My gut feel about the weight of the headstock is that it is a non-issue. The sound deadening of cast iron is greatly over rated for the frequencies that are of concern and a small change in mass would only translate to a much smaller change in the detected sound. Our ears have a logarithmic response to loudness, so even doubling the sound energy would only amount to a small difference in perceived sound level. A ten to twenty percent difference in headstock mass is not going to cause anything remotely close to doubling in sound energy. Bearings should be quiet and not be noisy regardless of the headstock mass.
It is my understanding that the current version at the inboard end uses a single bearing that is a double row deep groove angular contact bearing without a loading notch. This type bearing can be preloaded at the time of assembly. The amount of preload is determined at the time of assembly and can not be adjusted post assembly. The preload can be spec'd as zero, light, moderate, or heavy. The preload would be determined by differences in the distance between the centerlines of the inner and outer races, hence, no post assembly adjustment. But, and I do think it is a big but, if the shaft was oversize, or the housing undersize, then the amount of preload would be increased. A slight change in shaft dimension could cause a large change in preload by increasing the working diameter of the inner race. This increase in conjuction with the angular contact arrangement would in effect change the centerline spacing, increasing the preload.
The 6008 bearings on the outboard end are a single row deep groove without a loading notch (I think). An oversize shaft/undersize housing at this location could cause the bearing to lose clearance between the balls and the races and run 'tight'. In the assembly drawing, it looks as though there is a spacer between the outer races of the two 6008 bearings. This could be a way of allowing a light preload of the two bearings when the collar at the end of shaft is installed, if the setscrews retaining the collar tighten into the sides of the respective groove imparting a sideways force pressing the inner races against the shoulder on the shaft or against the spacer that is against the shoulder on the shaft.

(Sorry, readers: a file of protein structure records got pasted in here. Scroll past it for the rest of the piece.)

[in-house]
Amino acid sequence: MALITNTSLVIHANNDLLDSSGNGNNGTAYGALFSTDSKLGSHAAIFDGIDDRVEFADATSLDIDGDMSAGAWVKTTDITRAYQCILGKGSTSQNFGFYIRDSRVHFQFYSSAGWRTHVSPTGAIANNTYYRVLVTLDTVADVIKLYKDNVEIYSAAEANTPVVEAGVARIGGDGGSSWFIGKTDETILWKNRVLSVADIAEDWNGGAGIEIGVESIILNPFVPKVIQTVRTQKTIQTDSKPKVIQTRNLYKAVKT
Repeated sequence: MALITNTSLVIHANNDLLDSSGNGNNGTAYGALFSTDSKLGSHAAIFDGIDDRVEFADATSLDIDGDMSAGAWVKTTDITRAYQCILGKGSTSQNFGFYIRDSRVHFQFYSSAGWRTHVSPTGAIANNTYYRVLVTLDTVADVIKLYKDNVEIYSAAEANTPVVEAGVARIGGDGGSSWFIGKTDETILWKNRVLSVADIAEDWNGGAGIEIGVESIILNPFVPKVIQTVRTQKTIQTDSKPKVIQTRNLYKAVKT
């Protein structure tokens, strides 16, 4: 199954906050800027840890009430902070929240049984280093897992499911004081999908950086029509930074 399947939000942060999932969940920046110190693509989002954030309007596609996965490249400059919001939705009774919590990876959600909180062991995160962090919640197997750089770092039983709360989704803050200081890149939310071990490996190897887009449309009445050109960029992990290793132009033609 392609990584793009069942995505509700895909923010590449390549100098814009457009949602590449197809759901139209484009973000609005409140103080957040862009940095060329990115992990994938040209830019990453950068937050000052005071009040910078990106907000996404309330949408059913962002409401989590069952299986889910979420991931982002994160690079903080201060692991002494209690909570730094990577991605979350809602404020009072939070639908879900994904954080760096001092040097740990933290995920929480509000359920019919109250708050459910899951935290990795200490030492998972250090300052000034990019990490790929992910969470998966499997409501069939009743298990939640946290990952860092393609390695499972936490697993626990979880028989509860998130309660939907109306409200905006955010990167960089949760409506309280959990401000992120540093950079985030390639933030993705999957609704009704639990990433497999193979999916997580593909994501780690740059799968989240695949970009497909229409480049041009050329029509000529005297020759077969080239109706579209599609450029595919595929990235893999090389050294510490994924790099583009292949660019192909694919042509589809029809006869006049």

The toothed washer is a lock washer. It has a tab that fits into a keyway in the shaft. Once the nut is tightened, a tooth or finger is found that lines up with a spanner notch in the nut, and bent into the spanner notch preventing the nut from coming loose.
Has anyone looked at Oneway's Warranty?
Spend 8K for their lathe, but it seems that Bill's problem, if it's caused by the bearings, drive, or wheels is NOT covered so Oneway doesn't have to fix his brand new, never used lathe.
See for yourself and tell me otherwise. Read the exclusion paragraph carefully.
Have been following this thread....and not to be bashing OW...but compare their warenty to the mustard machines warenty and I think maby the mustard is a better deal....and the Robust sure looks good also.......to me service after the sale is at least 50% of the of the sale......Just saying.......Again thanks much for posting it sure may have saved me from having the same problem..
Well, I learned that bearings, drives, and wheels are not manufactured parts.
What if I bought a car with that kind of warranty? What am I saying ???? I would never buy a car where parts made by suppliers were excluded in the warranty.
Duh? [not a trick question ]